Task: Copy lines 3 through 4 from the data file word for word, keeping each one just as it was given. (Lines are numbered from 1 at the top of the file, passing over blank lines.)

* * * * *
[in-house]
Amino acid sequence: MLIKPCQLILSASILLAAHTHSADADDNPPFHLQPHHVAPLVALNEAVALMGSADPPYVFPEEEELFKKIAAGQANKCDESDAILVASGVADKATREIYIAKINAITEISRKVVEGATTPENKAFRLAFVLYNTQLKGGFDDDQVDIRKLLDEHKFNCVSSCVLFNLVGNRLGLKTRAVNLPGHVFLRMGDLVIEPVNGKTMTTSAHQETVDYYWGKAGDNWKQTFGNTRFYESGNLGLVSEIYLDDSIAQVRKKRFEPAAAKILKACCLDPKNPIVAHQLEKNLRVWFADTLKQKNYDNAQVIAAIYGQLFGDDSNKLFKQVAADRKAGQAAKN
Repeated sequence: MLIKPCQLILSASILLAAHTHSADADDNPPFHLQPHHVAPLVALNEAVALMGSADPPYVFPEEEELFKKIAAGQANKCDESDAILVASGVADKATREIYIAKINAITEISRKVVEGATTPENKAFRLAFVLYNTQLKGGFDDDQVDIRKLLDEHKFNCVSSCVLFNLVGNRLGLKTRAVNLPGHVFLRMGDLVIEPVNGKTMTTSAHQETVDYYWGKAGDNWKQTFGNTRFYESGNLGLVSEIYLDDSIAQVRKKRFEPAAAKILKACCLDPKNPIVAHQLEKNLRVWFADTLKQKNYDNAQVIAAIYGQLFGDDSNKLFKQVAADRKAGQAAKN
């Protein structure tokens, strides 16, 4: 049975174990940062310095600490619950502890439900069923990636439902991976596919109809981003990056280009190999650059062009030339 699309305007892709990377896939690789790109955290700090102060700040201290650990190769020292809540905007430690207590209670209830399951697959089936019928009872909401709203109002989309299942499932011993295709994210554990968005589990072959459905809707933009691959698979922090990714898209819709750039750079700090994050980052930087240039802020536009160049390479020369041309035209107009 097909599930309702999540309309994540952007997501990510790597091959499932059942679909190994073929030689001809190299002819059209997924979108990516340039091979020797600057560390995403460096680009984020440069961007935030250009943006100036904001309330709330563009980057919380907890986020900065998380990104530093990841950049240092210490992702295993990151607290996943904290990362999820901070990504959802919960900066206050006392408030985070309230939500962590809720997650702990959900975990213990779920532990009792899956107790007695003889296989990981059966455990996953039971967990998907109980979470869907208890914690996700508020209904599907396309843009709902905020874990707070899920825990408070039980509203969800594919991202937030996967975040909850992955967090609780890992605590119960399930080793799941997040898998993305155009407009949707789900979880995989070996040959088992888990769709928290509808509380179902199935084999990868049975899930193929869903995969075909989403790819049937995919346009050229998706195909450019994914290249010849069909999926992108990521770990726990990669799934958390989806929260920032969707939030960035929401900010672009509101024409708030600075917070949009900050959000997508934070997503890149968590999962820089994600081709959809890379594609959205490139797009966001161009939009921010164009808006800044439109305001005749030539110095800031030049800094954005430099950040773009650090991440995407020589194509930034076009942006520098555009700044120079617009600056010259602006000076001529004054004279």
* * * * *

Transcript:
Repeated sequence: MLIKPCQLILSASILLAAHTHSADADDNPPFHLQPHHVAPLVALNEAVALMGSADPPYVFPEEEELFKKIAAGQANKCDESDAILVASGVADKATREIYIAKINAITEISRKVVEGATTPENKAFRLAFVLYNTQLKGGFDDDQVDIRKLLDEHKFNCVSSCVLFNLVGNRLGLKTRAVNLPGHVFLRMGDLVIEPVNGKTMTTSAHQETVDYYWGKAGDNWKQTFGNTRFYESGNLGLVSEIYLDDSIAQVRKKRFEPAAAKILKACCLDPKNPIVAHQLEKNLRVWFADTLKQKNYDNAQVIAAIYGQLFGDDSNKLFKQVAADRKAGQAAKN
């Protein structure tokens, strides 16, 4: 049975174990940062310095600490619950502890439900069923990636439902991976596919109809981003990056280009190999650059062009030339 699309305007892709990377896939690789790109955290700090102060700040201290650990190769020292809540905007430690207590209670209830399951697959089936019928009872909401709203109002989309299942499932011993295709994210554990968005589990072959459905809707933009691959698979922090990714898209819709750039750079700090994050980052930087240039802020536009160049390479020369041309035209107009 097909599930309702999540309309994540952007997501990510790597091959499932059942679909190994073929030689001809190299002819059209997924979108990516340039091979020797600057560390995403460096680009984020440069961007935030250009943006100036904001309330709330563009980057919380907890986020900065998380990104530093990841950049240092210490992702295993990151607290996943904290990362999820901070990504959802919960900066206050006392408030985070309230939500962590809720997650702990959900975990213990779920532990009792899956107790007695003889296989990981059966455990996953039971967990998907109980979470869907208890914690996700508020209904599907396309843009709902905020874990707070899920825990408070039980509203969800594919991202937030996967975040909850992955967090609780890992605590119960399930080793799941997040898998993305155009407009949707789900979880995989070996040959088992888990769709928290509808509380179902199935084999990868049975899930193929869903995969075909989403790819049937995919346009050229998706195909450019994914290249010849069909999926992108990521770990726990990669799934958390989806929260920032969707939030960035929401900010672009509101024409708030600075917070949009900050959000997508934070997503890149968590999962820089994600081709959809890379594609959205490139797009966001161009939009921010164009808006800044439109305001005749030539110095800031030049800094954005430099950040773009650090991440995407020589194509930034076009942006520098555009700044120079617009600056010259602006000076001529004054004279």